S&P 500 for the first time since 1998, as the worst housing slump in 16
years weighs on the nation's economy.
Reserve cut its 2008 growth forecast last week and expects the economy
to expand 1.8 percent to 2.5 percent. The median estimate in
a Bloomberg survey of economists from Nov. 1 to Nov. 8 predicted 2.1 percent
growth this year, and 2.4 percent in 2008.
better during three of the last four recessions as defined by the National
Bureau of Economic Research. When the economy was shrinking from January to
July of 1980, the Russell 2000 rose 5.5 percent compared with the S&P
500's 6.6 percent gain.
From July 1981
to November 1982, the small-cap index advanced 9.4 percent, while the S&P
500 gained 5.8 percent. The Russell 2000 returned 5.9 percent from July 1990
through March 1991 as the benchmark for larger stocks rose 5.4 percent. During
the last recession, from March through November 2001, smaller companies added
2.3 percent while the S&P 500 fell 1.8 percent. ...
caught a virus on my computer: I had dumbly
turned off my permanent virus checker. I don't know how I caught it. I didn't
open any attachments. I cleaned the virus off my main computer. But I gave it
to another machine I was setting up. That basically destroyed that machine,
requiring me to format its hard drive and load all the software -- a total pain.
There are three lessons:
First, never run your machine without some virus checker working in the background
checking everything that comes into your machine.
Second, make sure that your checker is up to date. There are a zillion virus
checkers. Here's one my IT friends like: CA Anti-Virus r8.1. Here is the free
Third, always keep one clone of your hard disk that you're sure is clean. That
will be an old clone, left in a drawer for total emergenices. That should be
loaded with the important software you use every day. When you clone your present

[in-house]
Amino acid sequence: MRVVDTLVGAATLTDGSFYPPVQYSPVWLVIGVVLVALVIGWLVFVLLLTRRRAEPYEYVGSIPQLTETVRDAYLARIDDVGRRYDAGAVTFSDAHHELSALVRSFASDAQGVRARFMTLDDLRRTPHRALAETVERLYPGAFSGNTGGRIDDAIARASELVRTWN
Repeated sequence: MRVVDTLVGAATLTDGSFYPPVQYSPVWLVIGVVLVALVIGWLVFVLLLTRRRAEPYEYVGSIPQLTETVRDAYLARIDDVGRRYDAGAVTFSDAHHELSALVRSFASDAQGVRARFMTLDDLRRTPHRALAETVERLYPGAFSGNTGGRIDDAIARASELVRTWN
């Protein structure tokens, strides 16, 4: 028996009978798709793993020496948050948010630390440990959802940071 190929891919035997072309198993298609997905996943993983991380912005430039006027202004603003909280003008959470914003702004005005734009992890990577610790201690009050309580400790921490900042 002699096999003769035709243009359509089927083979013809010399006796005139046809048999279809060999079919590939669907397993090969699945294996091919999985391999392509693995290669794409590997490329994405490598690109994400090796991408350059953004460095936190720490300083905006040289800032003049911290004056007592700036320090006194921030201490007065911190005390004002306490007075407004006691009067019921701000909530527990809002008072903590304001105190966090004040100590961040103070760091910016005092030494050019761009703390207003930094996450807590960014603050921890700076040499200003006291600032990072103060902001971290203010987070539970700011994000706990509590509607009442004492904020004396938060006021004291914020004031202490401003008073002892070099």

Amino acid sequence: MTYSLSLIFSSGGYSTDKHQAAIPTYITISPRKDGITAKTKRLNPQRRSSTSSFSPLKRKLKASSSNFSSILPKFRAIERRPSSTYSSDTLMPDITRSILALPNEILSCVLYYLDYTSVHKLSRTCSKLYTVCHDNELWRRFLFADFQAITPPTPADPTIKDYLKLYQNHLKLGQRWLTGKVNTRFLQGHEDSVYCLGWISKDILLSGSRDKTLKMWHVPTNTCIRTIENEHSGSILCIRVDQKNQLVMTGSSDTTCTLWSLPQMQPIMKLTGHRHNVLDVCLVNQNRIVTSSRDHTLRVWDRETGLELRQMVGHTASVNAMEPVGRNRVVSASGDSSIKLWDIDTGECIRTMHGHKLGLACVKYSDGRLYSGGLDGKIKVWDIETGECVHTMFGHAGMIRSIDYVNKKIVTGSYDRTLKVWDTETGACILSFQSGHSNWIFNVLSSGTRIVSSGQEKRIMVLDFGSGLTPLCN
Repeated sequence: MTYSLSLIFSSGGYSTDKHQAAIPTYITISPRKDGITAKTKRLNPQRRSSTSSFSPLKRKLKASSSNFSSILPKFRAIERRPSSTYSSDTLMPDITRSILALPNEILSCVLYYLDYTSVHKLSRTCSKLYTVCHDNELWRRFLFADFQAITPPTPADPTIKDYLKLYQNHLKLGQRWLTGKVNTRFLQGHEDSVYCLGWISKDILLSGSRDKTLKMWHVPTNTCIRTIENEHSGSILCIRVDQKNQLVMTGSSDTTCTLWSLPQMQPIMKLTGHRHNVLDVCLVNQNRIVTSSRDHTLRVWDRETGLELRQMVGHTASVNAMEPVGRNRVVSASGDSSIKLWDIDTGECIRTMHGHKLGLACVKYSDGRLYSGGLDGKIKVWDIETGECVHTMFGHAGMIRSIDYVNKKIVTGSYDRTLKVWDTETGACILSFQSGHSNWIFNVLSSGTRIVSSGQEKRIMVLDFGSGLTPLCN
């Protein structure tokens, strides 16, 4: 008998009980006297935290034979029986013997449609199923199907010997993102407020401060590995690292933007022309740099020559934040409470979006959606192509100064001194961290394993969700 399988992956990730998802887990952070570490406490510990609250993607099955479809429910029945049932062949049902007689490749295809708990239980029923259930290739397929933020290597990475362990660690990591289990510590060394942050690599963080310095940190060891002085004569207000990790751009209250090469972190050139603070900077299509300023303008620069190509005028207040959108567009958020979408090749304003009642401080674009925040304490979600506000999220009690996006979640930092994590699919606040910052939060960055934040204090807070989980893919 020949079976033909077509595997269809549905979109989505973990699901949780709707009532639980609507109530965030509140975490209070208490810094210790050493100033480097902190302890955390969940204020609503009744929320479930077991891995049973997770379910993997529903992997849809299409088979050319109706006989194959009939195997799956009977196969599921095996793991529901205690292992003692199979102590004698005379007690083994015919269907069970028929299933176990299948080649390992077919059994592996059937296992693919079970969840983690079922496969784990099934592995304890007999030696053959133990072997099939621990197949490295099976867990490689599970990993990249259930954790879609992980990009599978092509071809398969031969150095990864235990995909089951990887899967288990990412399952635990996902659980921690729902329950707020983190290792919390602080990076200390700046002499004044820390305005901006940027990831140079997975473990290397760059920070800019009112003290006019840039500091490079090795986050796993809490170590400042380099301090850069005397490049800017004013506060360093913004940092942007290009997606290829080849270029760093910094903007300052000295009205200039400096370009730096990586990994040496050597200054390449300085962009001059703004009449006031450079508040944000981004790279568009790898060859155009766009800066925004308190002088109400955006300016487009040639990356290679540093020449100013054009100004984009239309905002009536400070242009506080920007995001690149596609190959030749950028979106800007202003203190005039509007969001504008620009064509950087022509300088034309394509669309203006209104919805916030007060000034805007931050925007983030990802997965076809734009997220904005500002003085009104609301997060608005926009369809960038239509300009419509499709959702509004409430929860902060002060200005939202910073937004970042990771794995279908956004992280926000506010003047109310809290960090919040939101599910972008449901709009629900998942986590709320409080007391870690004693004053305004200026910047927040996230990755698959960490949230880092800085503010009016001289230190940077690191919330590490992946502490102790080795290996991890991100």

working disk, do it to a second clone. You don't want to clone a disk with a
virus. But it happens. Hence the need for the old clone in the drawer. Some
viruses are so "subtle" they can hang round -- even if you've "removed"
you're curious, Symantec has a writeup on "What is the difference between
viruses, worms, and Trojans?" Click
here. Suffice they're all nasty in different ways. You don't want any.
dog has a problem:
Morty visits the veterinarian in Boca Raton and says, 'My dog has
The doctor replies,
'So tell me about the dog's problem.'
'First you should
know, he's a Jewish dog. His name is Irving and he can talk,' says Morty.
'He can talk?',
the doubtful doctor asks.
Morty points to the dog and commands: 'Irving, Fetch!'
Irving, the dog,
begins to walk toward the door, then turns around and demands, 'So why are you
talking to me like that? You order me around like I'm nothing. And you only
call me when you want something. And then you make me sleep on the floor, with
my arthritis. You give me this fahkahkta food with all the salt and fat, and
you tell me it's a special diet. It tastes like dreck! YOU should eat it yourself!
And do you ever take me for a decent walk? NO, it's out of the house, a short
pish, and right back home. Maybe if I could stretch out a little, the sciatica
wouldn't kill me so much! I should roll over and play dead for real for all
The Doctor is
amazed. 'This is remarkable! What could be the problem?'
Morty says, 'Obviously,
he has a hearing problem! I said 'Fetch', not 'Kvetch'.'
This column is about my personal search for the perfect
investment. I don't give investment advice. For that you have to be registered
with regulatory authorities, which I am not. I am a reporter and an investor.
I make my daily column -- Monday through Friday -- freely available for three
reasons: Writing is good for sorting things out in my brain. Second, the column
is research for a book I'm writing called "In Search of the Perfect
Investment." Third, I encourage my readers to send me their ideas,
concerns and experiences. That way we can all learn together. My email address
is . You can't